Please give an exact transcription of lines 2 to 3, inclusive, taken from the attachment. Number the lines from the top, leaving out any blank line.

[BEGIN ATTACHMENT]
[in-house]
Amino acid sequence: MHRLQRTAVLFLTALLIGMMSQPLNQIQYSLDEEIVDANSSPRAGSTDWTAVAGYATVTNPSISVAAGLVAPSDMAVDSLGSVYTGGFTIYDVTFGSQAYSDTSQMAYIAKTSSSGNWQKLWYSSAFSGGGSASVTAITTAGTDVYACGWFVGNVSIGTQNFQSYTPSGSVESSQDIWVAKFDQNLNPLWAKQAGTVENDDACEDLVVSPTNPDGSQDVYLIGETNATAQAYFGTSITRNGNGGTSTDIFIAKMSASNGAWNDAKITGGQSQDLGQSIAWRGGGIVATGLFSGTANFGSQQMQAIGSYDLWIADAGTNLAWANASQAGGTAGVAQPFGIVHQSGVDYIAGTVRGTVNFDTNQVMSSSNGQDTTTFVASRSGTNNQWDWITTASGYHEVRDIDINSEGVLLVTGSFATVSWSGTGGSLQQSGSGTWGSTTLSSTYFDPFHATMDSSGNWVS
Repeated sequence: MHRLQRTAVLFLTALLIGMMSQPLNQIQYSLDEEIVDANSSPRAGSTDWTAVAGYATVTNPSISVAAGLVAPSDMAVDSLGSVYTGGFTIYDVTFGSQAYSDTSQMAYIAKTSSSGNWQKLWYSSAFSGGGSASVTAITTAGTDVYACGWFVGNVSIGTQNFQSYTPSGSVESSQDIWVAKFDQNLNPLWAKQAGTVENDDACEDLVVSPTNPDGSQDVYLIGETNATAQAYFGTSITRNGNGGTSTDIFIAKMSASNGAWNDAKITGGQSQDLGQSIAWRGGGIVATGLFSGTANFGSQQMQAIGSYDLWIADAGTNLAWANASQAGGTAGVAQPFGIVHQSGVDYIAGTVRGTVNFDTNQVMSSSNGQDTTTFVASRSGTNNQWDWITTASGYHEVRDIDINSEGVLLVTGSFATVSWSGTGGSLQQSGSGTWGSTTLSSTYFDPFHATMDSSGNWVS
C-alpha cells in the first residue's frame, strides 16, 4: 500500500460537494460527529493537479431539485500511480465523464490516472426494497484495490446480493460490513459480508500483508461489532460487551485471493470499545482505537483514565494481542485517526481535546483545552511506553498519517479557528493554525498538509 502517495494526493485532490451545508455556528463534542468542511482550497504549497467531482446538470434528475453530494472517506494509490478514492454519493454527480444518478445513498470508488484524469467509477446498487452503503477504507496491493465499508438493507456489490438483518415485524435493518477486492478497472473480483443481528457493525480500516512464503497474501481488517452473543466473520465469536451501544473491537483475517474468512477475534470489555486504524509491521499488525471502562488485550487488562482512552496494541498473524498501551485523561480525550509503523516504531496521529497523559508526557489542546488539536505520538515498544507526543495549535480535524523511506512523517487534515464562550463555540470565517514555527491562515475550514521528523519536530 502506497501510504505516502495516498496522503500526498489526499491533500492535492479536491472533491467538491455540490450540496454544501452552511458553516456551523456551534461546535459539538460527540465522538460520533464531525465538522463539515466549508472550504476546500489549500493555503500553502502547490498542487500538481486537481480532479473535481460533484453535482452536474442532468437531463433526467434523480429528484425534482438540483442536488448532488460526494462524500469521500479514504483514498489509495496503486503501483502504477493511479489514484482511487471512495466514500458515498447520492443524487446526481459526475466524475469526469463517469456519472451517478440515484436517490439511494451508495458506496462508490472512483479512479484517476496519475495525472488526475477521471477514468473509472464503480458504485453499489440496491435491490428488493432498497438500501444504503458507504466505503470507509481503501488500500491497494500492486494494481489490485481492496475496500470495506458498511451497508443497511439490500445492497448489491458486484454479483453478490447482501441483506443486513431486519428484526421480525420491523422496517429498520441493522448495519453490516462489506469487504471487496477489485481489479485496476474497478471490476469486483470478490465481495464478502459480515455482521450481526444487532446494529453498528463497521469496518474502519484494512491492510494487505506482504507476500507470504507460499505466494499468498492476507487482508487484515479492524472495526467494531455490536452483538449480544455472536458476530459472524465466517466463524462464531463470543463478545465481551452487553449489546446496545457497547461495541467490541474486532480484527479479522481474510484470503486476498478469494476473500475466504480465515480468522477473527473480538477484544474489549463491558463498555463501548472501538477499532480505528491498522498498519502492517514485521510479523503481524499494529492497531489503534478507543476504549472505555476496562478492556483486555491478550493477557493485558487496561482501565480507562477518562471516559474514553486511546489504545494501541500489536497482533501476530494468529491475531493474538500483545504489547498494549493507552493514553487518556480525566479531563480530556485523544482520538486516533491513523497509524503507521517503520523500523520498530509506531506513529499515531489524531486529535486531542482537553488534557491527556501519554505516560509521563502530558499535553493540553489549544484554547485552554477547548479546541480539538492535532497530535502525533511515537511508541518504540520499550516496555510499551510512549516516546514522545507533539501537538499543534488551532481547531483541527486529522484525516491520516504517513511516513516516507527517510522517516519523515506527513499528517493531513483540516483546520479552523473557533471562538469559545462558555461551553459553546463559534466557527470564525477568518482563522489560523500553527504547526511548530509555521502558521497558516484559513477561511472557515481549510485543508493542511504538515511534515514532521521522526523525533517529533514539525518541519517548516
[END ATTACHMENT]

Amino acid sequence: MHRLQRTAVLFLTALLIGMMSQPLNQIQYSLDEEIVDANSSPRAGSTDWTAVAGYATVTNPSISVAAGLVAPSDMAVDSLGSVYTGGFTIYDVTFGSQAYSDTSQMAYIAKTSSSGNWQKLWYSSAFSGGGSASVTAITTAGTDVYACGWFVGNVSIGTQNFQSYTPSGSVESSQDIWVAKFDQNLNPLWAKQAGTVENDDACEDLVVSPTNPDGSQDVYLIGETNATAQAYFGTSITRNGNGGTSTDIFIAKMSASNGAWNDAKITGGQSQDLGQSIAWRGGGIVATGLFSGTANFGSQQMQAIGSYDLWIADAGTNLAWANASQAGGTAGVAQPFGIVHQSGVDYIAGTVRGTVNFDTNQVMSSSNGQDTTTFVASRSGTNNQWDWITTASGYHEVRDIDINSEGVLLVTGSFATVSWSGTGGSLQQSGSGTWGSTTLSSTYFDPFHATMDSSGNWVS
Repeated sequence: MHRLQRTAVLFLTALLIGMMSQPLNQIQYSLDEEIVDANSSPRAGSTDWTAVAGYATVTNPSISVAAGLVAPSDMAVDSLGSVYTGGFTIYDVTFGSQAYSDTSQMAYIAKTSSSGNWQKLWYSSAFSGGGSASVTAITTAGTDVYACGWFVGNVSIGTQNFQSYTPSGSVESSQDIWVAKFDQNLNPLWAKQAGTVENDDACEDLVVSPTNPDGSQDVYLIGETNATAQAYFGTSITRNGNGGTSTDIFIAKMSASNGAWNDAKITGGQSQDLGQSIAWRGGGIVATGLFSGTANFGSQQMQAIGSYDLWIADAGTNLAWANASQAGGTAGVAQPFGIVHQSGVDYIAGTVRGTVNFDTNQVMSSSNGQDTTTFVASRSGTNNQWDWITTASGYHEVRDIDINSEGVLLVTGSFATVSWSGTGGSLQQSGSGTWGSTTLSSTYFDPFHATMDSSGNWVS